An important part of story-telling is the structure. Compelling stories usually have a very defined structure which keeps the pace going at an appropriate speed and engages the reader to the point where the story begins to feel like it comes alive for him or her… which is what every writer wants.
Not every book has to have structure. Literary books, for example, can get away with having a looser structure and a more abstract plot. Speculative fiction, however–such as fantasy, science fiction, or horror–benefit enormously from following a defined structure. The story has a better foundation that way. Structure doesn’t limit us, but rather guides us and teaches how to better craft a story.
Here is the basic structure of a speculative fiction story. I try to follow this structure in my own stories, no matter their length. So if my story is 100,000 words, for example, then the 20% mark would be the 20,000th word, and so on.
The story must begin with a hook. It should pull the reader in. A writer I admire once said that if you manage to really hook the reader for the first 15 pages, then they will follow you anywhere. Something interesting and out of the ordinary must happen.
Even if the event itself is completely ordinary, it must capture the reader’s attention with something different. Starting from the inciting incident up until the first plot point, the writer must introduce the main character, some backstory (not too much because this bores the reader, not too little because it confuses him), and goals.
1st Plot Point: 20% mark
Also known as the point of no return. The main character is confronted with a change of destiny. The first plot point always marks a major change of direction. Whereas the first part of the story serves as an introduction to the characters and a set-up for the plot, the first plot point marks the beginning of the conflict, which is when the story actually gets juicy.
1st Pinch Point: 35% mark
The first pinch point serves to show the antagonistic forces of the novel. Here we get to see who–or what–the protagonist is really up against. The main character or protagonist is faced with external conflict, which serves to build tension within the story and to give him or her something to fight against and overcome.
The Midpoint: 50% mark
It’s the middle of the novel, and usually there is some unexpected twist that the reader (hopefully) didn’t see coming. It’s different from the pinch point because this twist doesn’t necessarily have anything to do with the antagonistic forces of the book. Whether the twist complicates things or makes things easier for the main character is entirely up to the writer.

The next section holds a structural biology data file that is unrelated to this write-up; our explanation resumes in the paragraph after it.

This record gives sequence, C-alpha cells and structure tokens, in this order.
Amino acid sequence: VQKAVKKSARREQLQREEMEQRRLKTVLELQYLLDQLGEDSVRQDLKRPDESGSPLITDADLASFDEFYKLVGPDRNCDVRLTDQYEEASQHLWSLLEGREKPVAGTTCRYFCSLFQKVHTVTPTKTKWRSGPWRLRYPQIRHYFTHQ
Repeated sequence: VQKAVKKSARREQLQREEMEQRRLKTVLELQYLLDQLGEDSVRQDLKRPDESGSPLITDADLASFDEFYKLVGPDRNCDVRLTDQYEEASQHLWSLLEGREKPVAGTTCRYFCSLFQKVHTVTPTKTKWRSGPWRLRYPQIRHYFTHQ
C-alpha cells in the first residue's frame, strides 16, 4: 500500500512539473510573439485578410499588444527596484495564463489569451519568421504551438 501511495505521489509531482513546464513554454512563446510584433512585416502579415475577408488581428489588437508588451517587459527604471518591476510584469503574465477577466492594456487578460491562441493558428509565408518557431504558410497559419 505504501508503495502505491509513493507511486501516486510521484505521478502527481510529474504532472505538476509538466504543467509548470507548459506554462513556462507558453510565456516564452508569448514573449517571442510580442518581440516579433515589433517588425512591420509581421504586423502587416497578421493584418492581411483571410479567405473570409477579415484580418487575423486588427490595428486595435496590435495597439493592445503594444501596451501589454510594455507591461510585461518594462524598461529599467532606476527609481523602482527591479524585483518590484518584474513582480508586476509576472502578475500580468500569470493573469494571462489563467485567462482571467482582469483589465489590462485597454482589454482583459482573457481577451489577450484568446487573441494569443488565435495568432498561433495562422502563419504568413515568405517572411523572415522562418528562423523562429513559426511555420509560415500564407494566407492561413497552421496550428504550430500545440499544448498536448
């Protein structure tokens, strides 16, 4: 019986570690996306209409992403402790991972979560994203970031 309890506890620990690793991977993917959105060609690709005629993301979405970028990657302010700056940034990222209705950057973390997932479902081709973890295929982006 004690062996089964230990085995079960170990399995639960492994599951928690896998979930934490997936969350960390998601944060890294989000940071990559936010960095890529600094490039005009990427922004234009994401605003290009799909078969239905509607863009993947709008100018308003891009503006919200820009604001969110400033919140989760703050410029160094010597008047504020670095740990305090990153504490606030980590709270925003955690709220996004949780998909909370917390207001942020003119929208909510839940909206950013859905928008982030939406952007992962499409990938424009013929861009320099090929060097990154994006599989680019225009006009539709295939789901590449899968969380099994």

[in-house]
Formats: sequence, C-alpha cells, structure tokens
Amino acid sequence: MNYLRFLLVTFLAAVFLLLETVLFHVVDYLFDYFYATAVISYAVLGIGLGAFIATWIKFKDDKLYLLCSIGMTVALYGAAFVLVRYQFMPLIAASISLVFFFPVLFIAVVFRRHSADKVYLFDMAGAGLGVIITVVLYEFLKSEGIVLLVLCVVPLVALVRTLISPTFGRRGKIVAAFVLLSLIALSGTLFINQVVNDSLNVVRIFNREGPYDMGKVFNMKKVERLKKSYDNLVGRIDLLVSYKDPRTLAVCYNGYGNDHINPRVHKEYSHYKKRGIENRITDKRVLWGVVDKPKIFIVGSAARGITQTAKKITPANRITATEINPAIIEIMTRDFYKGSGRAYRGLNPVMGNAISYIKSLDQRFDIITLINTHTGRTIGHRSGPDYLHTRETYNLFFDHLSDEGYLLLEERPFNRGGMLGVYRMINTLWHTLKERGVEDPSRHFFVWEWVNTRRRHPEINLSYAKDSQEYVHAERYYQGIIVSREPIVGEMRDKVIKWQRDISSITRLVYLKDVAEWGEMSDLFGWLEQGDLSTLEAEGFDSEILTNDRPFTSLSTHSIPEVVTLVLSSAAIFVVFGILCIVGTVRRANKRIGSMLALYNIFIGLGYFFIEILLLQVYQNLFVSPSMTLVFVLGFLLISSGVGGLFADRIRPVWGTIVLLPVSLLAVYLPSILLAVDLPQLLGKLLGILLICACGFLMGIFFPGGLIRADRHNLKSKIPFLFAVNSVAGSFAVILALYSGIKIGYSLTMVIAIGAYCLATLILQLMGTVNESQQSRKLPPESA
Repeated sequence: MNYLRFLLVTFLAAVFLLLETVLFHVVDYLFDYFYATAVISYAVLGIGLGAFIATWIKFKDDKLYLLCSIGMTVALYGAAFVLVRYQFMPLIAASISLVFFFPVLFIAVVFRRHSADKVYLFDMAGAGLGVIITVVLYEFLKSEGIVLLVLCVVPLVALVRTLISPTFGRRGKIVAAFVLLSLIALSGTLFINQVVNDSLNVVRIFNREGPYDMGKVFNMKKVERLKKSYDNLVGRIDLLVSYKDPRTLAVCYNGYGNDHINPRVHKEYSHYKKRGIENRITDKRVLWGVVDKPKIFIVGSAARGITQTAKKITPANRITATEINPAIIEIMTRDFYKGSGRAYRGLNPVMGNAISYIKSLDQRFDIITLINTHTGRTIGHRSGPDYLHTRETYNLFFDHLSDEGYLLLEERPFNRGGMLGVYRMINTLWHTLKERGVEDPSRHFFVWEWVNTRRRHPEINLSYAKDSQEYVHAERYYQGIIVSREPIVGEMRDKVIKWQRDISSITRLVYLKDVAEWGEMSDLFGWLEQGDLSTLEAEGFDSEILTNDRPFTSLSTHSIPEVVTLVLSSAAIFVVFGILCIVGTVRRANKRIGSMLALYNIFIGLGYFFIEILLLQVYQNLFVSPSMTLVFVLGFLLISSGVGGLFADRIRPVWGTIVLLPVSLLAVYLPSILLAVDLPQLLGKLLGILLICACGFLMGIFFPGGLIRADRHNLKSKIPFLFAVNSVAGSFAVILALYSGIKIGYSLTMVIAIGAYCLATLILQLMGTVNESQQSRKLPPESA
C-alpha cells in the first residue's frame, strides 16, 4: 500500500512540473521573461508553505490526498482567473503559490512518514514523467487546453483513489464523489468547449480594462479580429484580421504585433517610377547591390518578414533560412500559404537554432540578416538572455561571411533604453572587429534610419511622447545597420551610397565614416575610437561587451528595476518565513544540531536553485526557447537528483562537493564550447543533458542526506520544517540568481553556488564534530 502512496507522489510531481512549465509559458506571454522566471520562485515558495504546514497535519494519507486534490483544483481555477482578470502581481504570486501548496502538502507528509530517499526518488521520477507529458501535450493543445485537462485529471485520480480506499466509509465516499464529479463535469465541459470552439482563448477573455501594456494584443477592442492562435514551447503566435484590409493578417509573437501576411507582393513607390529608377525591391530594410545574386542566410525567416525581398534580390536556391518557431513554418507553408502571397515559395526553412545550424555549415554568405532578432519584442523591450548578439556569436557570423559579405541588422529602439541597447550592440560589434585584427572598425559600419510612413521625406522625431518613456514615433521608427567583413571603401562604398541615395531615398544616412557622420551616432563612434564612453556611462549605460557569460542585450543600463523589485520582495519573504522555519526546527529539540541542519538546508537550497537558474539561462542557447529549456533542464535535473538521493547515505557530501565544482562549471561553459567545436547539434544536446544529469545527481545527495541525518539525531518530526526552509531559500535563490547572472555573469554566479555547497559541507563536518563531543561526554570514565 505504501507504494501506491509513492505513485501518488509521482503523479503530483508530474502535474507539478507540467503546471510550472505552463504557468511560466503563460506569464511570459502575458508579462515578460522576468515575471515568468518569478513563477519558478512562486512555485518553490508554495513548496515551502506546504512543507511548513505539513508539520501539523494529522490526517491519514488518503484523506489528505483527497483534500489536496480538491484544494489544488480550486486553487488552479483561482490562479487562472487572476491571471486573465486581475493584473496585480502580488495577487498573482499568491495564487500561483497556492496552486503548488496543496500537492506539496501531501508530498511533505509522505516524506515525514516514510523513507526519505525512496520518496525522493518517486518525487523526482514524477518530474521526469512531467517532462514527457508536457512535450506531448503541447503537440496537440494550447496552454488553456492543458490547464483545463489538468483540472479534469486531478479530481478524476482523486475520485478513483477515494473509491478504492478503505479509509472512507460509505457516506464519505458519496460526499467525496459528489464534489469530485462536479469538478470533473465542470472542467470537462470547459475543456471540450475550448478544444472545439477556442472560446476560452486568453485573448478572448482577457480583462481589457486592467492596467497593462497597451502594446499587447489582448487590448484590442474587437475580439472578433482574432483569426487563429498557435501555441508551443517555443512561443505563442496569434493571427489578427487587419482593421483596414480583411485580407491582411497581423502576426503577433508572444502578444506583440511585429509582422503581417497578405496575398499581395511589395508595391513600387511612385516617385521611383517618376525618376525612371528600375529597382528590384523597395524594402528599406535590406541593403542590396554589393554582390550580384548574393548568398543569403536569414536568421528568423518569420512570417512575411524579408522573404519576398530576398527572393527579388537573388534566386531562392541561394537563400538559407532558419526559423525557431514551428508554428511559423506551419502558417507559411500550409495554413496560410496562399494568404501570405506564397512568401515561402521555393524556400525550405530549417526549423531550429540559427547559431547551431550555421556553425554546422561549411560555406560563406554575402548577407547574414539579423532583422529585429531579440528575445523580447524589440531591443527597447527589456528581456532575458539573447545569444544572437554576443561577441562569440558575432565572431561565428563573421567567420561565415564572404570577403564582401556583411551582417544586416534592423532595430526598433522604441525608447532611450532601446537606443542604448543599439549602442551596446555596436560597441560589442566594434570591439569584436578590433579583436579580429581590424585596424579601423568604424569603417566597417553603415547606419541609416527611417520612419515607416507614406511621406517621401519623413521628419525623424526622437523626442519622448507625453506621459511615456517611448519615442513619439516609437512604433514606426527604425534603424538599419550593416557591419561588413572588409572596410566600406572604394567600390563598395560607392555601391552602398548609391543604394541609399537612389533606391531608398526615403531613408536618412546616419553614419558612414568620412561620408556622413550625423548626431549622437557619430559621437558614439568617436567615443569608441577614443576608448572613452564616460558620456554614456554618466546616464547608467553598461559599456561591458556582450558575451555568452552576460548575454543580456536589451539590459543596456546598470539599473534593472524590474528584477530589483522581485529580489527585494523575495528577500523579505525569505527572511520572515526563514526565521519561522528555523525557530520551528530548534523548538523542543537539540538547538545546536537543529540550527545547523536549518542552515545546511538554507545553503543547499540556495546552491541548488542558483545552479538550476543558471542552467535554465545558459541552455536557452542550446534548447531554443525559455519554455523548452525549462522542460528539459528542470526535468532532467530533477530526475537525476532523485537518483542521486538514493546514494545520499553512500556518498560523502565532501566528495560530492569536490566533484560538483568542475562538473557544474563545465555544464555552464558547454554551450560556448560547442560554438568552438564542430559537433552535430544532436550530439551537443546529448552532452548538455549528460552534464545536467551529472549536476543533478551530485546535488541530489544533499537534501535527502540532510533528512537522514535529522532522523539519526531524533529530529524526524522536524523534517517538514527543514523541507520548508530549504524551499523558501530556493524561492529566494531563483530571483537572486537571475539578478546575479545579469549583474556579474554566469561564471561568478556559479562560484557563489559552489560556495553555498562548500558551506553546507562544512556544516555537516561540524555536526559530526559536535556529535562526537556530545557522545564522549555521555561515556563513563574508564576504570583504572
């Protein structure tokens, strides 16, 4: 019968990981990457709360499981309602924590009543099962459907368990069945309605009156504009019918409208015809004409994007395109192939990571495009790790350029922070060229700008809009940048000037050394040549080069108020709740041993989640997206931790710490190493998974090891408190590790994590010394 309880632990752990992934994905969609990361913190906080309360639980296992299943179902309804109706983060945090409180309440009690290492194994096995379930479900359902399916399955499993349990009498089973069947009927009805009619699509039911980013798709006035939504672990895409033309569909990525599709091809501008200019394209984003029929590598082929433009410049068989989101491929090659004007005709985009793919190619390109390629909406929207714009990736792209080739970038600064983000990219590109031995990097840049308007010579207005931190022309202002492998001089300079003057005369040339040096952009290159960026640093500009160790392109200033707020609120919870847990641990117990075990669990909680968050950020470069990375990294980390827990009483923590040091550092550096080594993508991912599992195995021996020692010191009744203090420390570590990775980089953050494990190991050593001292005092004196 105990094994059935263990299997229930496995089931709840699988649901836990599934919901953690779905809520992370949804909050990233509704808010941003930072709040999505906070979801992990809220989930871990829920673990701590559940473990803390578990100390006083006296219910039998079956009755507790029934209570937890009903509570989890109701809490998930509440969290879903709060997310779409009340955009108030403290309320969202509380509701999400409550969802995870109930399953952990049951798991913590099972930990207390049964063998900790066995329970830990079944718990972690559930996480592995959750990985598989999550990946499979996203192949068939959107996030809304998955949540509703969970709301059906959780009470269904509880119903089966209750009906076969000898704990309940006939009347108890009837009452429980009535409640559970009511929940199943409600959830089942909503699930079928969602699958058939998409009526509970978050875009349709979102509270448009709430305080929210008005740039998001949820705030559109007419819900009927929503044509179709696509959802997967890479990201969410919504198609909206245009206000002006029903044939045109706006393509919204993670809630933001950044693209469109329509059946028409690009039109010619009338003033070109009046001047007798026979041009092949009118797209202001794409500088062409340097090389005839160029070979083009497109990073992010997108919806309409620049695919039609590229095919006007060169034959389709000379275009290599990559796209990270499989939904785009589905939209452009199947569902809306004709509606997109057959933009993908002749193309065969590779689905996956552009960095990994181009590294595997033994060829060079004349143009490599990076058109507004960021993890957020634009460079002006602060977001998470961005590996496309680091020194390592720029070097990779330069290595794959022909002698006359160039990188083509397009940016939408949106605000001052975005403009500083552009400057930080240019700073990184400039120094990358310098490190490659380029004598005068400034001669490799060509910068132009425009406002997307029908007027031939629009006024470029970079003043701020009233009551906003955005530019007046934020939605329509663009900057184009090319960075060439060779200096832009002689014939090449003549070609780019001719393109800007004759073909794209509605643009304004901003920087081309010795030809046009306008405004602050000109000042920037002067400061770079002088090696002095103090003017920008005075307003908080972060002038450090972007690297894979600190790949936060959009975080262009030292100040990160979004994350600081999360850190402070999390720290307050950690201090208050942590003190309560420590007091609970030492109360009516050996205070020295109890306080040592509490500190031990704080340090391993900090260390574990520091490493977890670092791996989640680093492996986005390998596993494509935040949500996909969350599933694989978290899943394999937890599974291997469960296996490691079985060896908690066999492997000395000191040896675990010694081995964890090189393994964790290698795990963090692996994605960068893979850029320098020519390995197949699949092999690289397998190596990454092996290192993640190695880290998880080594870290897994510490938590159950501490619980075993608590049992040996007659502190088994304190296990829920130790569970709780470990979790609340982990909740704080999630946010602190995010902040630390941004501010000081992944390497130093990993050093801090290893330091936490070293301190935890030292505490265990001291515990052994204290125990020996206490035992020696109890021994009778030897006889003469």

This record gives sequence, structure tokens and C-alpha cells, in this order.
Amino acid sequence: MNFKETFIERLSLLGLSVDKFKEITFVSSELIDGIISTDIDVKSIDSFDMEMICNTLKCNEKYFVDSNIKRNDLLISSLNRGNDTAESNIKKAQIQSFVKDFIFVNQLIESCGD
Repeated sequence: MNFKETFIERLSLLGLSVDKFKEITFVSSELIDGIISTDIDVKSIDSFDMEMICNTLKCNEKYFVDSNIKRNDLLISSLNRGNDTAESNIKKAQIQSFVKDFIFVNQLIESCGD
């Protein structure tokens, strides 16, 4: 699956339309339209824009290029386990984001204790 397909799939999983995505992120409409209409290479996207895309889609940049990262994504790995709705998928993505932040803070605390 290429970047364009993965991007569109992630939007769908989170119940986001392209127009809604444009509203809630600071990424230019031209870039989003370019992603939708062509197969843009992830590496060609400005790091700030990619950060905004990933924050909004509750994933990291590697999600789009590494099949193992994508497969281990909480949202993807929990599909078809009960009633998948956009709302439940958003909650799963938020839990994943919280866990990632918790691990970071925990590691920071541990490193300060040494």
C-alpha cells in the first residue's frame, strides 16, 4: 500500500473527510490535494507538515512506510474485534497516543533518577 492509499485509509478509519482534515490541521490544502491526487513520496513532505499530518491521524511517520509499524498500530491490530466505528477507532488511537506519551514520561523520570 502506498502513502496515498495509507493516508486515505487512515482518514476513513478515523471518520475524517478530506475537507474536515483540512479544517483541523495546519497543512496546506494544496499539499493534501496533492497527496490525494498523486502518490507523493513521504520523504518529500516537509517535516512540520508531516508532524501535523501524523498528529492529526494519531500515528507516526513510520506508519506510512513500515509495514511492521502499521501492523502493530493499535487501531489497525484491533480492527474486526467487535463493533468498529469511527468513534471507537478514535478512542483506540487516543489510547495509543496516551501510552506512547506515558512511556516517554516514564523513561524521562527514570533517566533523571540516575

The 2nd Pinch Point: 65% mark
Here the reader is once again reminded of the antagonistic forces working against the protagonist. Things get uglier, harder, and more complicated for the main character. They definitely don’t get easier… remember, it is always darkest before the dawn.
The 2nd Plot Point: 80% mark
Things start turning around for the protagonist. Everything seemed to be lost, and now there’s another chance to fight. It is also the cutting off point for new information being introduced into the story. After this, it is advisable to not expose any new information to the reader, because you run the risk of overcomplicating the story. So if you want to turn things around, this is the point in the arc to do it. The rest of the story will be dedicated to the resolution.
It is the ending where the consequences of every action taken by the main charatcer come to light, the point where things get resolved for the protagonist either for the better or the worse. It is the conclusion of everything that has happened in the story so far.
Whether it is a fitting or satisfying conclusion depends on the writer and how he or she wants to end the story, either in victory or defeat, comedy or tragedy, elated or completely destroyed. Some writers have an eye for concluding their stories well. Others completely ruin it without wanting to. Much of the quality of the story depends on its resolution, and it’s what most readers remember.
Of course, if you want to continue the story you can always end on a cliffhanger, which can be defined as another inciting incident introduced at the ending of the first story.
And there you have it, the basics of story structure. It’s up to the writer to use these rules as guidance or not. I have personally found my story-telling to become more coherent when I follow these rules. But like I said, these apply more to speculative fiction. If you’re writing a literary book on existentialism with traces of magical realism spread out throughout the story, then perhaps this structure isn’t for you.
Thanks for reading! What rules do you follow (or break) while writing, and has it worked for you so far?